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The Glorified Hustle Culture: Motivation or Self-Destruction?

The young generation, especially those with urban life, is currently facing an inevitable problem: hustle culture. It is well-known that the pace of life in a city is fast and full of pressure. Everyone needs hard work to survive, and it is necessary to fulfill their living costs. However, the definition of hard work has become vague nowadays, raising the question; what parameters define hard work? 

Looking at the young people surrounding me, they assume that hard work means to work or study as much as possible so they will not fail in the end. This mindset often leads them to burnout, mental exhaustion, and even physical illness because of stress. The worse thing is social media is actually the one that takes the biggest part in promoting this unhealthy lifestyle. As someone who also uses social media, I see endless posts promoting a “work hard to succeed” lifestyle. These kinds of posts could motivate you to start doing something or achieve your goals. However, there are also negative impacts that could affect them, such as the feeling of guilt or the pressure to equalize themselves to fit into the standard of success. It is easy to notice those extreme study content, such as “10 hours study with me” videos on YouTube that show someone studying for 10 hours without any break. Those kinds of content make the young generation more accustomed to the idea of toxic productivity.

“Brittany Wong (2021) explained that phenomenon as the unhealthy desire to be productive all the time, even when its detriments out mental and physical health, the need to go the “extra mile” even when nobody expects you to.

Because of that unhealthy definition of hard work, many people from the young generation suffer from a lack of sleep and severe mental health conditions. Hustle culture also could attack someone’s self-esteem about themselves. Sadly, it has become normal for us to compete to achieve as much as possible, no matter what it takes. Endless comparisons in the field of achievements push them to become someone who never feels enough and does not tolerate any failure, or they will feel left behind. The dangers behind hustle culture are never-ending. If youngsters continue living in this culture, it can lead to self-destruction.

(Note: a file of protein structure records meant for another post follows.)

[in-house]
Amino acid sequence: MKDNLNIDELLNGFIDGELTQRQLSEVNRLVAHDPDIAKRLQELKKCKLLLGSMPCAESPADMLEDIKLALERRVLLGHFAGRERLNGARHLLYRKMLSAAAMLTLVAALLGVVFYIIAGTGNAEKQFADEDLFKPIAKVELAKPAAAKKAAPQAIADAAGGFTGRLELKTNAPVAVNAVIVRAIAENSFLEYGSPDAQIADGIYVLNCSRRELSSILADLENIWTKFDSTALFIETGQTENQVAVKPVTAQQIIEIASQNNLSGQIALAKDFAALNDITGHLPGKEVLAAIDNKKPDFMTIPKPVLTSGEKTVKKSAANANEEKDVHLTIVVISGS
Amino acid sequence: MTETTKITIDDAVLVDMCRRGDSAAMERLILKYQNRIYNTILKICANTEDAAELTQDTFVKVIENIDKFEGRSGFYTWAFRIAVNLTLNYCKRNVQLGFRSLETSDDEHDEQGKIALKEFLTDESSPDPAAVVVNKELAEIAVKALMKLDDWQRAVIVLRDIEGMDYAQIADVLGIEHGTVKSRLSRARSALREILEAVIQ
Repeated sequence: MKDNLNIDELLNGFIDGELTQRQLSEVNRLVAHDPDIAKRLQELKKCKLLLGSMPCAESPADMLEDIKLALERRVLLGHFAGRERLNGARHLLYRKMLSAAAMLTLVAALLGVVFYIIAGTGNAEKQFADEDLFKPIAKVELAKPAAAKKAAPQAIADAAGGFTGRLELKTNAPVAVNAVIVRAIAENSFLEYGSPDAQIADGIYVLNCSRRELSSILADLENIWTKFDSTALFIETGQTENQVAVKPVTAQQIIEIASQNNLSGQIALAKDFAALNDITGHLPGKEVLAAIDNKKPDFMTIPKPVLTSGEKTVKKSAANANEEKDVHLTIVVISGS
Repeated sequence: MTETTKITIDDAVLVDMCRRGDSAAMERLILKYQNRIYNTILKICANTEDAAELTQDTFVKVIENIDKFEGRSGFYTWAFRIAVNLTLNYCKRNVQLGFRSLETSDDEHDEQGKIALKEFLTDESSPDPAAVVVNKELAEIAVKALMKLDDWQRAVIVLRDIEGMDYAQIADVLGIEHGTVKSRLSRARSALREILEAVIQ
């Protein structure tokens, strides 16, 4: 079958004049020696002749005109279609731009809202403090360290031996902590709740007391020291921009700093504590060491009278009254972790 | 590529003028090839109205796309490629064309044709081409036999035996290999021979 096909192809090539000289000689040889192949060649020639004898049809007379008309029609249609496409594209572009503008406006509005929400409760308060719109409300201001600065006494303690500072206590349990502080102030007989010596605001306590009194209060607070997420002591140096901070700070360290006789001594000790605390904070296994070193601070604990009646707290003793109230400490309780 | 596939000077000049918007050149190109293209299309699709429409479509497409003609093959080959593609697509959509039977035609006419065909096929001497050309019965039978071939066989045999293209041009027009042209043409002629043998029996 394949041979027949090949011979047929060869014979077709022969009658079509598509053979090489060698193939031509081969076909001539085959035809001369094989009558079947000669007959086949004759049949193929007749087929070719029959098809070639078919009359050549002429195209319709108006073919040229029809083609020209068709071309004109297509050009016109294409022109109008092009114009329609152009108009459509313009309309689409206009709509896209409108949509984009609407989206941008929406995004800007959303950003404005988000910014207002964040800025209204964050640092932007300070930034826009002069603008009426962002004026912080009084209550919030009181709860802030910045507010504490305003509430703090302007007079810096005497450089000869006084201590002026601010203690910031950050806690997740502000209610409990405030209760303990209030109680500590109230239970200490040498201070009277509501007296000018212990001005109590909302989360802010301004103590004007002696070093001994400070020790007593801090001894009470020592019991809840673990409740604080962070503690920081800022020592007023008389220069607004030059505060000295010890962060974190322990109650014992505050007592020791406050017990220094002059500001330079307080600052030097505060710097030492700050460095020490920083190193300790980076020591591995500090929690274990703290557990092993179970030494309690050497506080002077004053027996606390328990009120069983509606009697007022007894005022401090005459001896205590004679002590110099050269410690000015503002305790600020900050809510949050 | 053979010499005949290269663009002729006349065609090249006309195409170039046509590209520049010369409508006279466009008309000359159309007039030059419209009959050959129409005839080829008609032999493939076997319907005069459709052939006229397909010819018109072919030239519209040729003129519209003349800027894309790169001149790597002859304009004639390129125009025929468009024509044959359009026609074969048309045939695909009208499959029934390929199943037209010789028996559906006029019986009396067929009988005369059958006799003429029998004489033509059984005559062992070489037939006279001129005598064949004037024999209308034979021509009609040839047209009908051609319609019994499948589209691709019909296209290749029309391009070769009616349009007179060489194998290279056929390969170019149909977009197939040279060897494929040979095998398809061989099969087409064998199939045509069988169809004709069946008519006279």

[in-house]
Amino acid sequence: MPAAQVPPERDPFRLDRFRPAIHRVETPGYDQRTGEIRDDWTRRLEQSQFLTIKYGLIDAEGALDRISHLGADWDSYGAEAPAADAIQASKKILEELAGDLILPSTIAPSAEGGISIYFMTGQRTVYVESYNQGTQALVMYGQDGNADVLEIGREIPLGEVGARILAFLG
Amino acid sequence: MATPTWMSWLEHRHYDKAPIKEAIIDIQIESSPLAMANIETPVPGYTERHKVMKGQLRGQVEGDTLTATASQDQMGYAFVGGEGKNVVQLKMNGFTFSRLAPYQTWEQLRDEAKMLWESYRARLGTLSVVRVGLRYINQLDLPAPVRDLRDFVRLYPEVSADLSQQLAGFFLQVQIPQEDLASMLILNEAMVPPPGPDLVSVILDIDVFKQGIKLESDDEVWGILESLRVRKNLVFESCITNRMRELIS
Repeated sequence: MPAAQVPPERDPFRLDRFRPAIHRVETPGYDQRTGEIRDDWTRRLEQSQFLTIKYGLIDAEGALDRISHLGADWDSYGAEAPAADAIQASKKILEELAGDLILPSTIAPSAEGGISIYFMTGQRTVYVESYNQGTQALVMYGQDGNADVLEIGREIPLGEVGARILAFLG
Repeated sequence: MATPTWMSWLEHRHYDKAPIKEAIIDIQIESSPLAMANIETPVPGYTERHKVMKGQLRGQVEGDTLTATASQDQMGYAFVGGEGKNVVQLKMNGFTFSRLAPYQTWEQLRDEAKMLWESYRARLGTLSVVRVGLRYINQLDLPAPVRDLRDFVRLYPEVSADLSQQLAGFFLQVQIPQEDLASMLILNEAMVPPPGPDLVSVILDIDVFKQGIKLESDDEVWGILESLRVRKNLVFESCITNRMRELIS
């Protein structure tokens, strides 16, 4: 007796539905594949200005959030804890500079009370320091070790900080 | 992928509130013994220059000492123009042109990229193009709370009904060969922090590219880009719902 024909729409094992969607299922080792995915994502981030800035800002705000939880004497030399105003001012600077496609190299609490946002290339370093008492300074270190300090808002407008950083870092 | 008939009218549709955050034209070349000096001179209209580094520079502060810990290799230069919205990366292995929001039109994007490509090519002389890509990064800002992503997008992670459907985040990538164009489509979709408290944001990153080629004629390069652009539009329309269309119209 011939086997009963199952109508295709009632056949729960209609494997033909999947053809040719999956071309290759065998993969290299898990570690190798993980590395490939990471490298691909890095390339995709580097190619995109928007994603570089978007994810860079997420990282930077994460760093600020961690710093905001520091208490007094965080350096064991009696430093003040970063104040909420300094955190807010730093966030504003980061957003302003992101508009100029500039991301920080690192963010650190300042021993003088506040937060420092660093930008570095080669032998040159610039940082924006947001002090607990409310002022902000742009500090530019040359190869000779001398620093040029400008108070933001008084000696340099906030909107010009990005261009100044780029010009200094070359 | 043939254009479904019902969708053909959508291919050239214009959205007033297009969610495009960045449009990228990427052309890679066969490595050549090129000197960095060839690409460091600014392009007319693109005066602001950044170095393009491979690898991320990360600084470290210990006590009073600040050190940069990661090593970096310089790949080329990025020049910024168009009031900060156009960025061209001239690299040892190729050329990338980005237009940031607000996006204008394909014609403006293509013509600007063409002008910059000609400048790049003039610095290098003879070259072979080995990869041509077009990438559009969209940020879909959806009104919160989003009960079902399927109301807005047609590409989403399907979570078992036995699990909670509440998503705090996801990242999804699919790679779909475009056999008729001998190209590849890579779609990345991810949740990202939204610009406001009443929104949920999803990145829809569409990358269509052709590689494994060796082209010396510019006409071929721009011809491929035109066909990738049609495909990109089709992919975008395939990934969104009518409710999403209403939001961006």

According to Headversity, a professional organization that aims to increase mental health in the professional world, hustle culture puts someone’s body in a fight or flight mode.

 This constant stress causes the stress hormone cortisol to be released in greater quantities and for no longer periods of time. In order to normalize elevated cortisol levels, the body needs to enter a state of rest with a proper and enough amount of rest. The constant stress will only damage both mental and physical health. Prolonged high cortisol levels are linked to a variety of negative outcomes, including anxiety, depression, heart disease, memory impairments, and more.

Increased stress levels will also lead to decreased professional productivity, which means making someone have a high standard of achievement to gain personal satisfaction instead of increasing the workload to produce quality work. By improving individual productivity, someone will feel less stressed and even calm. This can be started by stopping comparing yourself to people on social media. We need to understand that what they do to achieve their goals is not always compatible with us. Everyone is different and has their own way of achieving their goals.


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